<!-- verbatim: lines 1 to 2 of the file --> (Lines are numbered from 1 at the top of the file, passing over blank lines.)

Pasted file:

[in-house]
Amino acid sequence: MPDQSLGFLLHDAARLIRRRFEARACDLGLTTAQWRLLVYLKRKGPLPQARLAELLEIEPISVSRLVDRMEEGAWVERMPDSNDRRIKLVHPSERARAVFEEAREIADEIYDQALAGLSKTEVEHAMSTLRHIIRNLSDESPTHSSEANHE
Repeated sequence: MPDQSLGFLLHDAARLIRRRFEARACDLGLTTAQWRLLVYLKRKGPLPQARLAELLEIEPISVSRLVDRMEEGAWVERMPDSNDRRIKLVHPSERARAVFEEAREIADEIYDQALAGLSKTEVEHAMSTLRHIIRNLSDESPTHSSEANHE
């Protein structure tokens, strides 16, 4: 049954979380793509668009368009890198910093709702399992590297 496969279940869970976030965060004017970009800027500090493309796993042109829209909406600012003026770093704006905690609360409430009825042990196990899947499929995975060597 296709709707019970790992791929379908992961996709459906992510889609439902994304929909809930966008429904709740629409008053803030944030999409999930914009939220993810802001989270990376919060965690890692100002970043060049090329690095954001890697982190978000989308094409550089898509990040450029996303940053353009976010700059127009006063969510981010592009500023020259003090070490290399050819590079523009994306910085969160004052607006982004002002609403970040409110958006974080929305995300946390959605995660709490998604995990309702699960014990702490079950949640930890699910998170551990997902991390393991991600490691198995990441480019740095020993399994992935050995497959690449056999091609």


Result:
[in-house]
Amino acid sequence: MPDQSLGFLLHDAARLIRRRFEARACDLGLTTAQWRLLVYLKRKGPLPQARLAELLEIEPISVSRLVDRMEEGAWVERMPDSNDRRIKLVHPSERARAVFEEAREIADEIYDQALAGLSKTEVEHAMSTLRHIIRNLSDESPTHSSEANHE